[NYCC 2014] Interview with Da Vinci’s Demons Star Blake RitsonOctober 20, 2014
This past weekend at New York Comic Con, fans had the chance to see their favorite actors from the Starz television series, Da Vinci’s Demons during a panel. We also had the opportunity to join fellow media members and actor Blake Ritson who plays the engaging Count Girolamo Riario in a roundtable discussion.
Da Vinci’s Demons is a historical drama series about a fictional account of the early life of Leonardo da Vinci and the first two seasons were written by David S. Goyer (writer for Chrisopher Nolan’s Dark Knight trilogy, Man of Steel, Call of Duty: Black Ops). Now headed into their third season with two primetime Emmy wins for Main Title Design and Main Title Theme Music, Da Vinci’s Demons will be airing sometime in 2015.
Riario goes through a big evolution character-wise and by the end of season two he’s more disillusioned than anyone else but he has a lot of interesting possibilities come season three.
Absolutely. I have an absolute ball playing Riario. As you say it’s been such an intricate, winding and complicated journey where he starts as this ruthless bastard and primary antagonist and by the end of season two he’s been pushed mentally and physically and we find out he’s killed his mother, he stabbed his girlfriend, he’s failed to find any redemption, he’s tried to kill himself and he’s been abducted by a subterranian cult that’s tried to brainwash him – I think he’s had better days in the office. We start this season in the darkest of dark places; he’s at absolute rock bottom and he’s in search of a god who will answer his pleas. He needs a sense of redemption and purpose and this search puts him on a most dangerous trajectory – he’s pushed like never before and it’s more hazardous than ever before.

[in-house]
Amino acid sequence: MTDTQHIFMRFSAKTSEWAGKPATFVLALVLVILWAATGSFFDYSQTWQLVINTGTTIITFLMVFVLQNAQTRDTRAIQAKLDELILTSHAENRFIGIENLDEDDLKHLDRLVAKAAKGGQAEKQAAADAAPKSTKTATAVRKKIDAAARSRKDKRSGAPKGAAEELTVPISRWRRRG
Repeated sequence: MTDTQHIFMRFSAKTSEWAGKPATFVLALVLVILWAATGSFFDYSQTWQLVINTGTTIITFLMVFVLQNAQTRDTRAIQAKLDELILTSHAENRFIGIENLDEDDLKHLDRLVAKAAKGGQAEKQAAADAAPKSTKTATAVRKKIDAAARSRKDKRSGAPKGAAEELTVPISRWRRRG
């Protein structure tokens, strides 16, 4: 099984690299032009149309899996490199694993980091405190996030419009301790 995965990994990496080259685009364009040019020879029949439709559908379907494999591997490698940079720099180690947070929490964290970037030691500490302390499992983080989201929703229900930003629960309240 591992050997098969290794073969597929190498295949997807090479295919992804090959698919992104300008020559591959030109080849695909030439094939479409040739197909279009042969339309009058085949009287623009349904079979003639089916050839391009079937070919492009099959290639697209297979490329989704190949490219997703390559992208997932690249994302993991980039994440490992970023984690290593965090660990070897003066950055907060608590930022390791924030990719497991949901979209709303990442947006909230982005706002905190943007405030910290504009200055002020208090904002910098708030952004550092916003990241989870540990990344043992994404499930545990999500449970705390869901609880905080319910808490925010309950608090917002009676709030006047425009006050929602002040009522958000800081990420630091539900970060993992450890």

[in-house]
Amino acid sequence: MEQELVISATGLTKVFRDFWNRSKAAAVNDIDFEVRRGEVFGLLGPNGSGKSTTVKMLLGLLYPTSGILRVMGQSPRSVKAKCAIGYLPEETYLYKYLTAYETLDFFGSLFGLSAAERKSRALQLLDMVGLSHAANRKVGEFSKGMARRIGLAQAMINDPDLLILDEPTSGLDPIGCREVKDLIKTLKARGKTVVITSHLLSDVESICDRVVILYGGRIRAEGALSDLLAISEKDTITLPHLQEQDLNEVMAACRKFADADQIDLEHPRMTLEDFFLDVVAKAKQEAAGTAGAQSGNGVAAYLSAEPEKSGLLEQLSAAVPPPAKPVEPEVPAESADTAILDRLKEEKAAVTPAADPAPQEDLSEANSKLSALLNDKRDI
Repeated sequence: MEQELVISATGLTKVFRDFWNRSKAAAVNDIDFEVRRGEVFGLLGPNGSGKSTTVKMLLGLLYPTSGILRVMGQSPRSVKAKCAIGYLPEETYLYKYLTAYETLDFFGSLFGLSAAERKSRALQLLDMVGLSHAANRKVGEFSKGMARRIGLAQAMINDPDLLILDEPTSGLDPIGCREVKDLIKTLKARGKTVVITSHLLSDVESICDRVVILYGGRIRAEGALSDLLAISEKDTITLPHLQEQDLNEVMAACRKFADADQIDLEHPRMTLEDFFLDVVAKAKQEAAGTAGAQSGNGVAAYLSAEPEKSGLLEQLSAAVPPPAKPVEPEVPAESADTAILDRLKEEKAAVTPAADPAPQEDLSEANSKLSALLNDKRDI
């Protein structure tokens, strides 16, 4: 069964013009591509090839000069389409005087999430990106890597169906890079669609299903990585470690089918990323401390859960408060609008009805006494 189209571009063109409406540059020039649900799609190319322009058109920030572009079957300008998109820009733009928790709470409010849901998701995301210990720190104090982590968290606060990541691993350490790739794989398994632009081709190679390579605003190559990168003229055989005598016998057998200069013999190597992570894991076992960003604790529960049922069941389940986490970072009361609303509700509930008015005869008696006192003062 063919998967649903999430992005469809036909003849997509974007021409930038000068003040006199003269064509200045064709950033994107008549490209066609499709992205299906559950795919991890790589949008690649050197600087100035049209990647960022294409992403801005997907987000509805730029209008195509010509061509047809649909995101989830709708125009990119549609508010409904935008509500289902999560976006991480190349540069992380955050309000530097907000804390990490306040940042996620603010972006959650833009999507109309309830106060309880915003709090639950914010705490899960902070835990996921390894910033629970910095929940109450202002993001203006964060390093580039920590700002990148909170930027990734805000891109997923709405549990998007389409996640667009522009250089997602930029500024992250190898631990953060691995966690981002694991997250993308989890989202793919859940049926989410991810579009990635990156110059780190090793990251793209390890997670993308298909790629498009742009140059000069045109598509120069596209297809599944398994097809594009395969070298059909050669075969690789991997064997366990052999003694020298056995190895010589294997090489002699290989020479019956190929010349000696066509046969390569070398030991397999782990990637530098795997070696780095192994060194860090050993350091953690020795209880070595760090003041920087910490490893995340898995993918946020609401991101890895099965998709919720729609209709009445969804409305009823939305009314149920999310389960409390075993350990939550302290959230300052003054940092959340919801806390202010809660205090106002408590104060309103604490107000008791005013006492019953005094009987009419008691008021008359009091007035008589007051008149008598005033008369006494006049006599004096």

He has hit bottom, literally…
You think he’s hit rock bottom now… wait until you finish season three. It gets pretty nasty but I think that’s the going theme of the year. We’re so used to seeing the characters triumph over adversary against the odds but this year a lot of characters, if not all of them, are knocked off their pedestals and brought out of their comfort zone and they’re swept so far out that some of them don’t make it back. There is a high death count this year and the characters are in real jeopardy, so don’t get too attached. [laughs]
If you had one piece of advice for Riario, what would it be?
Change your optician. [laughs] You need some new sunglasses, they’re very 1477.
How hard was it to get those scripts and read that Riario keeps spiraling downward?
Do you know, I have to say, before I knew we were coming back for season three, it slightly broke my heart the idea of where we left Riario. At the end it was just him chained upside down with eyes being tortured by the Enemies of Man. You know, you become very fond of characters when you play them and I think for all the awful things that he’s done, he’s always done them for the right reasons. He’s always believed in his slightly megalomaniac way that he’s saving the world and he’s a crusader for good. Even killing Zita, he’s made terrible sacrifices so the idea that the end of all that – if that was the last piece of his journey was him being locked up underground being tortured would have been horrifying. I’m delighted he has a chance to go somewhere else and I won’t say whether or not he finds redemption but I will say he’s certainly searching for it.